Nuanced shadows sculpt the thighs of Hutcheson's reclining nude in the acrylic and graphite painting Sunday Afternoon. The figure's hair drapes along her right shoulder, her right palm lies above her head, relaxed and open. Swaths of muted gray define her shadowed face and chest except for two touches of white that suggest light reflecting off her nose and right nipple.
Hutcheson adds dark reds to this scene of a woman lost in reverie. They wash under her body, drip down her feet and shins, and pool at the top of her thighs, creating an image that can also be read as wounds, crime scene, menses, and/or the throes of passion. Is Hutcheson's palette too exaggerated, over-the-top? Probably not, given the roles of women in history as muse, vixen, victim, fertility symbol, and unclean being (during menses women were often not allowed in holy places). Hutcheson's evocative painting, by turns ironic and disturbing and erogenous, seems to encompass them all.
Through September 6th
Jon Lee's ingenious and, at times, mind-boggling exhibition, "Lee's Learning Center" at the Jay Etkin Gallery, consists of 72 faces that appear to float in cyberspace, seven mixed-media works on canvas, and 200 small paintings-on-panel arranged in groups of 140 ("Great Wall of Boxes") and 60 ("Create-a-Wall").
On first viewing, an exhibition of more than 200 paintings, filled with what Lee describes as a "lifetime of memories," can be overwhelming. Take your time. Some of Lee's small square panels/boxes are masterworks of compressed energy, feelings, and ideas created by an artist who spent several years painting graffiti on boxcars, buildings, and storage sites while also earning a bachelor of fine arts degree from Memphis College of Art.
In one of his most striking boxes (all are untitled and 10-by-10-by-2 inches), billowing red-and-white stripes, sharply angled map coordinates, translucent sharks, aerosol sprays, and acrylic washes capture the look/feel of ocean depths and ships sailing at high speeds to exotic places. In a box crammed with feeling, the wide-open scream of a friend embodies the exultation of life as well as its angst. In a third small work, rich with art history and humor, expressive swipes of green and black paint above the word "abstrak" followed by a question mark bring to mind Franz Kline's abstractions and Rene Magritte's visual puns.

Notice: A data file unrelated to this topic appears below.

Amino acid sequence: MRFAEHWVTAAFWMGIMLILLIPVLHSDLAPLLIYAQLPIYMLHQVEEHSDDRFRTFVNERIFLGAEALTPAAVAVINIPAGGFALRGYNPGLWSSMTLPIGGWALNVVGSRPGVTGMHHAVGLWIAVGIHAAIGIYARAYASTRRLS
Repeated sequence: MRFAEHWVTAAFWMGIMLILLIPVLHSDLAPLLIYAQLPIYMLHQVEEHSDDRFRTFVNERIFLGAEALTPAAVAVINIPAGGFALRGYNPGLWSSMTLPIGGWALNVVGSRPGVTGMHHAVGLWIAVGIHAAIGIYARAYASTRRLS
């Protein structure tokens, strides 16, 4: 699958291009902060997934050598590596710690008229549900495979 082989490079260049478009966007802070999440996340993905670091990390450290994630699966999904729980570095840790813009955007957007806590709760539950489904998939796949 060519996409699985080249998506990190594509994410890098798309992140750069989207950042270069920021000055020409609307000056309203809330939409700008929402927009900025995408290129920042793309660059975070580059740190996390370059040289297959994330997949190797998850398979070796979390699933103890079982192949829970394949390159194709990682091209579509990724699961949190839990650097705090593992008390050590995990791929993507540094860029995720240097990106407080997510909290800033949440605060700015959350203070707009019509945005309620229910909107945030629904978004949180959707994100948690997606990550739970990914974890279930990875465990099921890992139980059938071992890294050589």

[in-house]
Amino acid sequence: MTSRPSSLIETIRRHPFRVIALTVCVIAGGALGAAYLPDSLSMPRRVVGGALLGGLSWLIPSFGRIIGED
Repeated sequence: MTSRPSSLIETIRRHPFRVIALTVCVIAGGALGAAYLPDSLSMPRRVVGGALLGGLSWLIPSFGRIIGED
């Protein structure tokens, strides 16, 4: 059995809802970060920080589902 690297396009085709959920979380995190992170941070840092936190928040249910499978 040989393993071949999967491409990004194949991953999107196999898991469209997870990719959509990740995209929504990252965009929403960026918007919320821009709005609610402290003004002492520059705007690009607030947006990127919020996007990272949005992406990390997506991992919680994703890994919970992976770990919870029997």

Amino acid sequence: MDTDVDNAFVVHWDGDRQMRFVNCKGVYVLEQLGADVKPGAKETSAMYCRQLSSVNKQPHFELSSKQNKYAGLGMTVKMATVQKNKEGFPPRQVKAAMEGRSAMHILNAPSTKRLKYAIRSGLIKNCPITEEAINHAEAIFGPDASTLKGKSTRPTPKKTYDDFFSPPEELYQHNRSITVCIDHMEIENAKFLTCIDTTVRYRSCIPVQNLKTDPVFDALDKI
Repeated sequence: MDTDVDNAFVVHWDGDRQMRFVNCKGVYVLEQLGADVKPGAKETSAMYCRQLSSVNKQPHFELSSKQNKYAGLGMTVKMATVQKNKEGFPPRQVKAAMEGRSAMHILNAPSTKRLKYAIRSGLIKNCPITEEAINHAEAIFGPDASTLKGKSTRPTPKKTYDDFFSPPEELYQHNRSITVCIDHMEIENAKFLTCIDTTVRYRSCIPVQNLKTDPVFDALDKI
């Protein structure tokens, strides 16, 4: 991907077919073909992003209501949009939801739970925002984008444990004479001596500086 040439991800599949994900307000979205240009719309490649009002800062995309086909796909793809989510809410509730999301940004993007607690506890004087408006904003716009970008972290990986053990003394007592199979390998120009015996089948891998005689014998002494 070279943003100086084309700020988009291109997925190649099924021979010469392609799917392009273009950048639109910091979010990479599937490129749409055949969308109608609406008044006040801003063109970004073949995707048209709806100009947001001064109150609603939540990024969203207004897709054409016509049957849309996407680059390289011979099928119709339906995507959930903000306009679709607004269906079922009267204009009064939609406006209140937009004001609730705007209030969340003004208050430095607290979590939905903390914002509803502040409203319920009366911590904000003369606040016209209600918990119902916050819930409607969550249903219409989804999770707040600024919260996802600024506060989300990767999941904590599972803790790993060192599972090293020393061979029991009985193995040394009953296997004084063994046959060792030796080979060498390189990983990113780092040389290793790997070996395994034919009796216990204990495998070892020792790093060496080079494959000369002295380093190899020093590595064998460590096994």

Many of the motifs in Lee's art (including farm animals, flowers, tractor trailers, and diesels) are based on objects and creatures Lee often saw during his childhood in the small town of Dumas, Arkansas. In the mid-size canvas Why can't I park in the alley v. 1.0, a diesel truck is a metaphor for power. White stripes surge out of the diesel's roof, and brilliant blues and violets roil like sea waves in front of it. Streaks, drips, and splatters of paint that cross the canvas at every angle create a sense of tremendous tension and constant motion. The stenciled outline of the diesel and several randomly spaced letters and numbers provide just enough structure to keep us on the picture plane.
In one of the largest mixed-media canvases in the show, a goat painted the color of a cloudless sky is surrounded by the artist's signature flowers, numbers, and swoops of paint. The sky-blue creature and the painting's title, The anti_social v. 2.0, suggest both the largesse of mind and the isolation one experiences while working alone in a studio.
The final piece in Lee's gestalt of remembrance, Myspace stencils_72, pays homage to American, European, and Eastern artists with whom Lee shares ideas via the Internet. This work consists of the outlines of 72 of these artists' faces floating in cyberspace-like swaths of white aerosol spray.
A simple gray-green abstraction topped with five white filaments and a black strip next to the letters "DO," also in black (Lee's most concise box), reads like the exhortation to "Do it, just do it." And, indeed, Lee does -- on railroad cars and the walls of abandoned factories, in solo shows in downtown galleries, and in Internet communications worldwide. Like the brilliant blue seas roiling next to his diesel trucks and the clear-blue skies inside his goats, there are no boundaries in "Lee's Learning Center." Everything seems possible.
Through August 22nd